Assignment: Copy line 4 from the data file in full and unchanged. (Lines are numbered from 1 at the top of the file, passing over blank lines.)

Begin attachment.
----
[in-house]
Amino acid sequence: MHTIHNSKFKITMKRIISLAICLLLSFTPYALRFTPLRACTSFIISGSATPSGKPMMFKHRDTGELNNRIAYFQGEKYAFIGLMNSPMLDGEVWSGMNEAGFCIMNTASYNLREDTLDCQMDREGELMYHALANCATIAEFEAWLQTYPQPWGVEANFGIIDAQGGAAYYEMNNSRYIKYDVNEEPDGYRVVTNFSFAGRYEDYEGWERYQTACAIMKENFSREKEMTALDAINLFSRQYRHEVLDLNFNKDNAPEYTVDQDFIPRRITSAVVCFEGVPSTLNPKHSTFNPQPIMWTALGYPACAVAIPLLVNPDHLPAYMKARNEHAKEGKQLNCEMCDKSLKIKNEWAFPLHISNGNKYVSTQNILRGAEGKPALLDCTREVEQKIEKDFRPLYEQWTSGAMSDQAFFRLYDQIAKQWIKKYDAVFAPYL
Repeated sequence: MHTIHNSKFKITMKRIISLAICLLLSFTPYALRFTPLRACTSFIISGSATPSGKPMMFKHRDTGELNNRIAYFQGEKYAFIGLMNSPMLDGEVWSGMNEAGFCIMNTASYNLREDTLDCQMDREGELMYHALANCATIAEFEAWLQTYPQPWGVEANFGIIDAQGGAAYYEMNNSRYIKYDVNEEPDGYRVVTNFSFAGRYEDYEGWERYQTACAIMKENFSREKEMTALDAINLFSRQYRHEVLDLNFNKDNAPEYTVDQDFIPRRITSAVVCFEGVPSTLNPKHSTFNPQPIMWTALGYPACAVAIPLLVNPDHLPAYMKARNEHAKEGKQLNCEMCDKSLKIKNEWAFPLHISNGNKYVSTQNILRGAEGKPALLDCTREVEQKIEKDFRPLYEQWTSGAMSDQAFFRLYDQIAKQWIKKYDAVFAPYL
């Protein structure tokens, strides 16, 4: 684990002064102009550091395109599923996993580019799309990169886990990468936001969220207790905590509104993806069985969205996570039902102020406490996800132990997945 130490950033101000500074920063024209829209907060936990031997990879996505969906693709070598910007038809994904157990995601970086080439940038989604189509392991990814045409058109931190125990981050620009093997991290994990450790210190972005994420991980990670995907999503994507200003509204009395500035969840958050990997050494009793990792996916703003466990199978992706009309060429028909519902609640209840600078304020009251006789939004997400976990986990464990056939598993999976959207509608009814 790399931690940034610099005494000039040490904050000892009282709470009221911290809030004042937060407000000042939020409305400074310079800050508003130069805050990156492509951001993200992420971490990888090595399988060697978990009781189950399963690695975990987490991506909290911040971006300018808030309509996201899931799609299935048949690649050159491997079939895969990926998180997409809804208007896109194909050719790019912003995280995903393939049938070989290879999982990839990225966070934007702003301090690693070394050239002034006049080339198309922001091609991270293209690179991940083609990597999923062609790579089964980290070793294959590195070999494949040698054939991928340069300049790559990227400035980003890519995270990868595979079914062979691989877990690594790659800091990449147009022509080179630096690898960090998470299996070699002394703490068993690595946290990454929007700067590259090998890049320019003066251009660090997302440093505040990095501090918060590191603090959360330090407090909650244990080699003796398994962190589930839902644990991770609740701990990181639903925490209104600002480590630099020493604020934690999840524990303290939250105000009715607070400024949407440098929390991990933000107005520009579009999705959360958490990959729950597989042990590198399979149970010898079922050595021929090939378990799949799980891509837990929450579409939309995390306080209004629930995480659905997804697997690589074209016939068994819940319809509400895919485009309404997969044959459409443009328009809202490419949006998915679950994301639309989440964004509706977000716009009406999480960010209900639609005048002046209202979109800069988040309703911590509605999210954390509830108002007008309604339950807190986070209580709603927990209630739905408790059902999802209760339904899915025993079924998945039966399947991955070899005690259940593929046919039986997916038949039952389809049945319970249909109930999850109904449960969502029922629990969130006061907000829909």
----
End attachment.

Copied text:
């Protein structure tokens, strides 16, 4: 684990002064102009550091395109599923996993580019799309990169886990990468936001969220207790905590509104993806069985969205996570039902102020406490996800132990997945 130490950033101000500074920063024209829209907060936990031997990879996505969906693709070598910007038809994904157990995601970086080439940038989604189509392991990814045409058109931190125990981050620009093997991290994990450790210190972005994420991980990670995907999503994507200003509204009395500035969840958050990997050494009793990792996916703003466990199978992706009309060429028909519902609640209840600078304020009251006789939004997400976990986990464990056939598993999976959207509608009814 790399931690940034610099005494000039040490904050000892009282709470009221911290809030004042937060407000000042939020409305400074310079800050508003130069805050990156492509951001993200992420971490990888090595399988060697978990009781189950399963690695975990987490991506909290911040971006300018808030309509996201899931799609299935048949690649050159491997079939895969990926998180997409809804208007896109194909050719790019912003995280995903393939049938070989290879999982990839990225966070934007702003301090690693070394050239002034006049080339198309922001091609991270293209690179991940083609990597999923062609790579089964980290070793294959590195070999494949040698054939991928340069300049790559990227400035980003890519995270990868595979079914062979691989877990690594790659800091990449147009022509080179630096690898960090998470299996070699002394703490068993690595946290990454929007700067590259090998890049320019003066251009660090997302440093505040990095501090918060590191603090959360330090407090909650244990080699003796398994962190589930839902644990991770609740701990990181639903925490209104600002480590630099020493604020934690999840524990303290939250105000009715607070400024949407440098929390991990933000107005520009579009999705959360958490990959729950597989042990590198399979149970010898079922050595021929090939378990799949799980891509837990929450579409939309995390306080209004629930995480659905997804697997690589074209016939068994819940319809509400895919485009309404997969044959459409443009328009809202490419949006998915679950994301639309989440964004509706977000716009009406999480960010209900639609005048002046209202979109800069988040309703911590509605999210954390509830108002007008309604339950807190986070209580709603927990209630739905408790059902999802209760339904899915025993079924998945039966399947991955070899005690259940593929046919039986997916038949039952389809049945319970249909109930999850109904449960969502029922629990969130006061907000829909």